I have to confess: I can't get enough chickpeas lately. I've been incorporating them into everything. God bless the chickpea. That amazing little legume is packed with protein, iron, and fibre, and when roasted, it makes an amazingly addictive, crunchy, salty snack. Roasted chickpeas must be skyrocketing in popularity, since I keep seeing bags of them on sale at the grocery store for what seems to me to be exhoribitant prices.
This amuses me, a bit. It's so easy - and inexpensive! - to make your own roasted chickpeas, and once you do, you can eat them by the handful OR incorporate them into all your salads. For example, this roasted vegetable and quinoa bowl goes from "tasty" to "over the top" with the addition of roasted chickpeas. Not to mention that the protein from the chickpeas and quinoa make this a complete meal - and it can be made ahead of time.
One caveat: add the roasted chickpeas just before serving the salad, so that they maintain their crunchy texture. A second caveat: once you take the chickpeas out of the oven, don't eat them all in one sitting, no matter how tempting. Save them for the salad!
For the salad:
Preheat oven to 425 degrees, and line two baking sheets with parchment paper.
Prepare quinoa according to package directions; allow to cool after preparing.
Toss chickpeas in 2 teaspoons olive oil, and spread onto one of the prepared baking sheets. Toss the cauliflower, zucchini, and cherry tomatoes in the remaining oil (that's 3 tablespoons plus 1 teaspoon), and spread evenly on the other baking sheet. Sprinkle both vegetables and chickpeas with salt, pepper, and garlic powder.
Place both pans in the oven and roast for 30 minutes, flipping the vegetables and chickpeas halfway through. Allow to cool. Don't immediately eat all the chickpeas - you'll need them for later!
Whisk together the olive oil, wine vinegar, Dijon mustard, and garlic clove.
Toss the quinoa and vegetables with the dressing. Add the chickpeas at the very last minute so they maintain their crispness.
If desired, top with 1/2 cup crumbled feta.
Yield: 4 servings
Want more chickpeas? I don't blame you. Try my All Kale Caesar , my Roasted Red Pepper Hummus, or my Savoury Oven-Baked Polenta. Don't throw away the brine! Use it to make Chickpea Meringues (no, that's not a joke).
Have you heard about aquafaba? Aquafaba is the sludgy liquid that you drain out of a can of chickpeas before using them. Aquafaba is the slime you rinse down the sink before you make hummus. Aquafaba is also - get this - an amazing substitute for egg whites when whipped.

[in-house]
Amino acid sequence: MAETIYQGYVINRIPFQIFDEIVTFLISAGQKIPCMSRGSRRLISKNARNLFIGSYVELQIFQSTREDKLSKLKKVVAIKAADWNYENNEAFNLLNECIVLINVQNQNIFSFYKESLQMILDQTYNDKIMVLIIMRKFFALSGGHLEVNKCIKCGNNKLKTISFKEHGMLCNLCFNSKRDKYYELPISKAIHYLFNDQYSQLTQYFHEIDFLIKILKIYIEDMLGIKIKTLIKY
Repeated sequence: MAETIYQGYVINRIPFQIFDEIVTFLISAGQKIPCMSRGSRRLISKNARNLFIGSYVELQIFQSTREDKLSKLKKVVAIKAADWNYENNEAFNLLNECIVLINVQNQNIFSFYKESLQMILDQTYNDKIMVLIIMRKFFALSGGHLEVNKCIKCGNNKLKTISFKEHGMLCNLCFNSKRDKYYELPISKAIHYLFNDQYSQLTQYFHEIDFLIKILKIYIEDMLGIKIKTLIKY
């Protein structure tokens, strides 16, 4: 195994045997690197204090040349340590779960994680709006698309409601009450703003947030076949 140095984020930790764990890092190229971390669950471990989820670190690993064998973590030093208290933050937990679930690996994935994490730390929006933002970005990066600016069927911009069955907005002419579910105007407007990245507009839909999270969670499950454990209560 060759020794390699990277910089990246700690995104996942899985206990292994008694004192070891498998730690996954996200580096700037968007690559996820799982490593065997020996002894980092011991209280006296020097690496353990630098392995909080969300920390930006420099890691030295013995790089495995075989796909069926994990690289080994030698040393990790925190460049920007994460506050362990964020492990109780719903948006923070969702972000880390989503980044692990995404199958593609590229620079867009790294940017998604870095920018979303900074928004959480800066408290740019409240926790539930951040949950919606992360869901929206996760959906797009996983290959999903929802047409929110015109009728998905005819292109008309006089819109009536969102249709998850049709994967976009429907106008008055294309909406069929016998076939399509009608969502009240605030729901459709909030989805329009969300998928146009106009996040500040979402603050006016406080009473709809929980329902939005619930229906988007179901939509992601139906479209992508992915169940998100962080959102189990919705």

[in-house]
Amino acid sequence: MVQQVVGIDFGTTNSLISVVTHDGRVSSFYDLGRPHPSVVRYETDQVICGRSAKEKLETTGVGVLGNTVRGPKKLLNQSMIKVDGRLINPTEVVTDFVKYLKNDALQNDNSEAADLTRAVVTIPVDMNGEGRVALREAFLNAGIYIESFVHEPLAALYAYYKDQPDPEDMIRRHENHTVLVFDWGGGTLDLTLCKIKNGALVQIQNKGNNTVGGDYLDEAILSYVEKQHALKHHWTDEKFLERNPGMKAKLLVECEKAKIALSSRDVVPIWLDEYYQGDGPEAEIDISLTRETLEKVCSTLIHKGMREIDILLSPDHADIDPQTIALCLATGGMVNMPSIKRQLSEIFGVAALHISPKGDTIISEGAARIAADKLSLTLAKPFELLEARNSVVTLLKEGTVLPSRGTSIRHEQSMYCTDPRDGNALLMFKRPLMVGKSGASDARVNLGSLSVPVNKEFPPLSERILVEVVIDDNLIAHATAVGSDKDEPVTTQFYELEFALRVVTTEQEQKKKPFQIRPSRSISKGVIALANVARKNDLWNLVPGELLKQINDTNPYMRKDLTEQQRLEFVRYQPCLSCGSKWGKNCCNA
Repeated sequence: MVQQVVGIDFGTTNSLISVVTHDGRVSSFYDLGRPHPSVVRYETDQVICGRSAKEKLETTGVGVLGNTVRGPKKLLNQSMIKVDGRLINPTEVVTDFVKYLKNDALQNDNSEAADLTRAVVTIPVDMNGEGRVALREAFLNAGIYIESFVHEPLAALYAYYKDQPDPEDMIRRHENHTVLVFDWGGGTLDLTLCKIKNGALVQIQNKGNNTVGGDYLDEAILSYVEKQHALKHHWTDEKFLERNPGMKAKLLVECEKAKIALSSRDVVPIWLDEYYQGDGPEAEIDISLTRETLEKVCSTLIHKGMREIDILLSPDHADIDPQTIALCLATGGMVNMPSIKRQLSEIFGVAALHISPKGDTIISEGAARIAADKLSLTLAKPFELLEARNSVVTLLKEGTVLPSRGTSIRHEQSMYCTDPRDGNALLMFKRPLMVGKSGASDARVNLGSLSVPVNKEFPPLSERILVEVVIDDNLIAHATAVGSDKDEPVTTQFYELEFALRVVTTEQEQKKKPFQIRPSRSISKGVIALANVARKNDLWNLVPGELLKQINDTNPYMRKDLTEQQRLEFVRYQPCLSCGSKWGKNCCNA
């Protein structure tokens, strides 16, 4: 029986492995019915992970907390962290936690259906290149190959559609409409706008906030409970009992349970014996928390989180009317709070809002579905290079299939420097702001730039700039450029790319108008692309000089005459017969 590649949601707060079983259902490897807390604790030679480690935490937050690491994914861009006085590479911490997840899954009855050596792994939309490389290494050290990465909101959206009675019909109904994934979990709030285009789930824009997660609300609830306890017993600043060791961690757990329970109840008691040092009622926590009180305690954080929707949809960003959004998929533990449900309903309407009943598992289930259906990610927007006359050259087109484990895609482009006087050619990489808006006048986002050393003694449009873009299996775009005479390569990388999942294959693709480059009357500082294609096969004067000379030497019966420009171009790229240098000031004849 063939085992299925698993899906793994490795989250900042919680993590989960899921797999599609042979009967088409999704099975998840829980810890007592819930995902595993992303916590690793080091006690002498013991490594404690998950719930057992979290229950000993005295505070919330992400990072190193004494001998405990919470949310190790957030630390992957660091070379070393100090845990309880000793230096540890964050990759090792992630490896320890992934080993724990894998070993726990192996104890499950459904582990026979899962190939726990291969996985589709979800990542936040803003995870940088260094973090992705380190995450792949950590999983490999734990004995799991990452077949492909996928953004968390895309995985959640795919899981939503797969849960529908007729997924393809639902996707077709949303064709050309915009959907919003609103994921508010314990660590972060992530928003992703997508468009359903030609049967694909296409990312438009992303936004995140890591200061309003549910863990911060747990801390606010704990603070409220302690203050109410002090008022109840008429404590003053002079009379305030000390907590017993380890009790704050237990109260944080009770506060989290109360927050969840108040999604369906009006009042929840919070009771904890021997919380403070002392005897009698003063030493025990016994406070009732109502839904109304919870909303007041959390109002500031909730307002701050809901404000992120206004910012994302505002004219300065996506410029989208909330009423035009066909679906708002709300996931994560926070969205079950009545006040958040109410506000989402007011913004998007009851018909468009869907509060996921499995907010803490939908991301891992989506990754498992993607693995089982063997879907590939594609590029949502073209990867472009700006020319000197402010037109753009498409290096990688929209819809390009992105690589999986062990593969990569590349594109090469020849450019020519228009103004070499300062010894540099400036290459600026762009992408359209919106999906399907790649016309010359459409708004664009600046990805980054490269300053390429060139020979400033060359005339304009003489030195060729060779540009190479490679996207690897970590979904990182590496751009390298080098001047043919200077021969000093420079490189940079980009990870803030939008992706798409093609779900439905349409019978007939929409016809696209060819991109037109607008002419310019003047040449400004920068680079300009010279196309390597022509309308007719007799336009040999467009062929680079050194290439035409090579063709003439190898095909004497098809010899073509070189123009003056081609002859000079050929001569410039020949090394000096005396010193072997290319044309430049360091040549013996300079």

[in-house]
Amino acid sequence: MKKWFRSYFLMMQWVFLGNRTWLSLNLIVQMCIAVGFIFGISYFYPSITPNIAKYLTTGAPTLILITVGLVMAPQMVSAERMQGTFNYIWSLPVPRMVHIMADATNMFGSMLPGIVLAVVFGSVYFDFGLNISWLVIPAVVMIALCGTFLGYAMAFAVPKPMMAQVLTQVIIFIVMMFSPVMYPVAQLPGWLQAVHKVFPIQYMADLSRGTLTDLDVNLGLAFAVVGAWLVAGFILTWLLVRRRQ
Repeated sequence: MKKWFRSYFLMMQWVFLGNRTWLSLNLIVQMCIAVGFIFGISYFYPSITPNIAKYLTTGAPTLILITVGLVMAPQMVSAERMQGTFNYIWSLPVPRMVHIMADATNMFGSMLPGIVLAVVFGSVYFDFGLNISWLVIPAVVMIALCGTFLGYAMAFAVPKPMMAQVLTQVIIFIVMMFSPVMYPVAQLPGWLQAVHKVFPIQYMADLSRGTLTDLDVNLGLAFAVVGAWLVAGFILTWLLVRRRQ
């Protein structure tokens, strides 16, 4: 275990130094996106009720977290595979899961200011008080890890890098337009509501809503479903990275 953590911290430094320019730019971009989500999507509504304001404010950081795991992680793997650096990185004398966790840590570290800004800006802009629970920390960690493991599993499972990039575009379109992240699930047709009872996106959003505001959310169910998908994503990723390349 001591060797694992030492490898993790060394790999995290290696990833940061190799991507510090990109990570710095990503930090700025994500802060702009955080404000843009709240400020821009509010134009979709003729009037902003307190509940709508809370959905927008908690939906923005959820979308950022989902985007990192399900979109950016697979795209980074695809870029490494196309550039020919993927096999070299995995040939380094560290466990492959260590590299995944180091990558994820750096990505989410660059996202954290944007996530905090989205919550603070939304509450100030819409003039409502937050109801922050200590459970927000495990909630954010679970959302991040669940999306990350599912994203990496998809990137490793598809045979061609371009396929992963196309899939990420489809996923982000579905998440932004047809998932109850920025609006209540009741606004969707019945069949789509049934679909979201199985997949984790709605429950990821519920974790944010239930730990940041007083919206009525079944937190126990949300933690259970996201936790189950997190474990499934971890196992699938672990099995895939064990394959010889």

I know! I didn't believe it either. Our resident Evil Genius/ Kitchen Scientist Anne Radcliffe told me about it, and then I spent a morning asking her incessant questions about why and how it works. She's a patient woman.
Here's the thing: for some reason I was really hesitant to try it. I mean, really. It's the gross stuff from the can of chickpeas. Finally, I got up the nerve to save the liquid on a day I was making hummus, and thought, what the hell. The worst thing that can happen is that it doesn't work, and I've wasted something I would have rinsed down the sink anyway.
People, it was amazing. I urge you to try this recipe just for fun. If you have small children at home, it would be a fun experiment - with very tasty results! My kids absolutely loved these little meringue "ghosts."
The aquafaba whips up just like egg whites, but you need a stand mixer for this - it takes some time. I'm so excited about this that I'm going to attempt an angel food cake next. It might be a little ambitious, but I will keep you posted on my results, no matter what they are!
Preheat oven to 250 degrees, and line two baking sheets with parchment paper.
Using a stand mixer, beat liquid from chickpeas (aquafaba) with cream of tartar on high for approximately 15 minutes. The mixture should form soft peaks, very similar to egg whites.
Add sugar and vanilla, and beat for another 5 minutes.
Scoop into little mounds on parchment paper, and bake for approximately 90 minutes, or until meringues are quite firm.
Be impressed with yourself - you just made meringues out of chickpea liquid!
Yield: 3 dozen meringues
Look. LOOK! It really does form soft peaks - just like egg whites!
Feta cheese. There's no better addition to Greek salads, Mediterranean pasta, or quinoa dishes. Feta cheese can give new life to a pizza or give a kick to dips and sauces. When I was pregnant with my second child I ate feta cheese almost every single day. Feta cheese and I have had a passionate love affair for years.
But what if you cannot eat dairy, for one reason or another? Should you go through your life without the creamy, salty goodness of feta cheese?
No, you should not.
If you cannot eat dairy, consider making your own feta alternative - with almonds. This non-dairy cheese is delectable and creamy, and quite straightforward to make. It does take some waiting time, but you are making cheese, here, people. Cheese, like Rome, cannot be built in a day! The end product is well worth the wait, and no one will believe it's not the real thing!
Place almonds in a bowl and cover with water; soak for 24 hours.
Drain almonds; place in a high-powered food processor with lemon juice, olive oil, garlic powder, salt, and 1/4 cup water. Puree until very smooth and creamy.
Line a colander with cheesecloth (or a large coffee filter); spoon almond mixture into it. Place over a bowl and put in the refrigerator overnight.
Preheat oven to 200 degrees and line a baking sheet with parchment paper.
Spread mixture over the parchment paper to about a 1/2 inch thickness. Bake for about 30 minutes, until the top feels dry and golden.
Allow to cool and then store in the fridge; crumble over a salad or pasta dish - anywhere you would use feta - and enjoy!
NOTE: prolonged storage may lead to the cheese becoming soft. If this happens, simply re-bake in the oven until the desired consistency is reached.
Adapted from Vegetarian Times